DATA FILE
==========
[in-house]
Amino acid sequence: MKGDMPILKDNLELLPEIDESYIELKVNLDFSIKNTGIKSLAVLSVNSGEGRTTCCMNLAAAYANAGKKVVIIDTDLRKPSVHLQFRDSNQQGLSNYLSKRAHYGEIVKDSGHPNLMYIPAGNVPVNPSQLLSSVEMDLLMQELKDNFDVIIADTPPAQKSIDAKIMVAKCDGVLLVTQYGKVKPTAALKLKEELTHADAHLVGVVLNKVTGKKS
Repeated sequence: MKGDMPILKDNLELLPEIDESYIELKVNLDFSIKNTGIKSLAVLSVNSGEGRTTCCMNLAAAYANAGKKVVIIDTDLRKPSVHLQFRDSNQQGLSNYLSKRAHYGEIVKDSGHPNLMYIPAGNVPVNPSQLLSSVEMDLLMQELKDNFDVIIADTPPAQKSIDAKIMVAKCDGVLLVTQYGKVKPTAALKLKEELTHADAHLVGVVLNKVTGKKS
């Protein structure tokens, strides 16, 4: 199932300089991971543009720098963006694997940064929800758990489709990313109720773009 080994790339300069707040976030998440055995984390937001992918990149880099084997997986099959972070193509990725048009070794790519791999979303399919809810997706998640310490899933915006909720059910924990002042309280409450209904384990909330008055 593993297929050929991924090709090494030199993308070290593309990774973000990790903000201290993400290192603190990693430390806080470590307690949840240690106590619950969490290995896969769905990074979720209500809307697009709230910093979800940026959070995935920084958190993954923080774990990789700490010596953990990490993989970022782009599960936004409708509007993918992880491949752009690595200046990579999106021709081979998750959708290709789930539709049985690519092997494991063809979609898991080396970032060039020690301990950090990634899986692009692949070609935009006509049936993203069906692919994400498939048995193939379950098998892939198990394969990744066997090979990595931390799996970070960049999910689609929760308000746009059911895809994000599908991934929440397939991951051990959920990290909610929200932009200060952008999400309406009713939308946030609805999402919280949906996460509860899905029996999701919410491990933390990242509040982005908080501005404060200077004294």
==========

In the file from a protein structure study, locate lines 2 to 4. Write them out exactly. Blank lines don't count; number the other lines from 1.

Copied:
Amino acid sequence: MKGDMPILKDNLELLPEIDESYIELKVNLDFSIKNTGIKSLAVLSVNSGEGRTTCCMNLAAAYANAGKKVVIIDTDLRKPSVHLQFRDSNQQGLSNYLSKRAHYGEIVKDSGHPNLMYIPAGNVPVNPSQLLSSVEMDLLMQELKDNFDVIIADTPPAQKSIDAKIMVAKCDGVLLVTQYGKVKPTAALKLKEELTHADAHLVGVVLNKVTGKKS
Repeated sequence: MKGDMPILKDNLELLPEIDESYIELKVNLDFSIKNTGIKSLAVLSVNSGEGRTTCCMNLAAAYANAGKKVVIIDTDLRKPSVHLQFRDSNQQGLSNYLSKRAHYGEIVKDSGHPNLMYIPAGNVPVNPSQLLSSVEMDLLMQELKDNFDVIIADTPPAQKSIDAKIMVAKCDGVLLVTQYGKVKPTAALKLKEELTHADAHLVGVVLNKVTGKKS
């Protein structure tokens, strides 16, 4: 199932300089991971543009720098963006694997940064929800758990489709990313109720773009 080994790339300069707040976030998440055995984390937001992918990149880099084997997986099959972070193509990725048009070794790519791999979303399919809810997706998640310490899933915006909720059910924990002042309280409450209904384990909330008055 593993297929050929991924090709090494030199993308070290593309990774973000990790903000201290993400290192603190990693430390806080470590307690949840240690106590619950969490290995896969769905990074979720209500809307697009709230910093979800940026959070995935920084958190993954923080774990990789700490010596953990990490993989970022782009599960936004409708509007993918992880491949752009690595200046990579999106021709081979998750959708290709789930539709049985690519092997494991063809979609898991080396970032060039020690301990950090990634899986692009692949070609935009006509049936993203069906692919994400498939048995193939379950098998892939198990394969990744066997090979990595931390799996970070960049999910689609929760308000746009059911895809994000599908991934929440397939991951051990959920990290909610929200932009200060952008999400309406009713939308946030609805999402919280949906996460509860899905029996999701919410491990933390990242509040982005908080501005404060200077004294």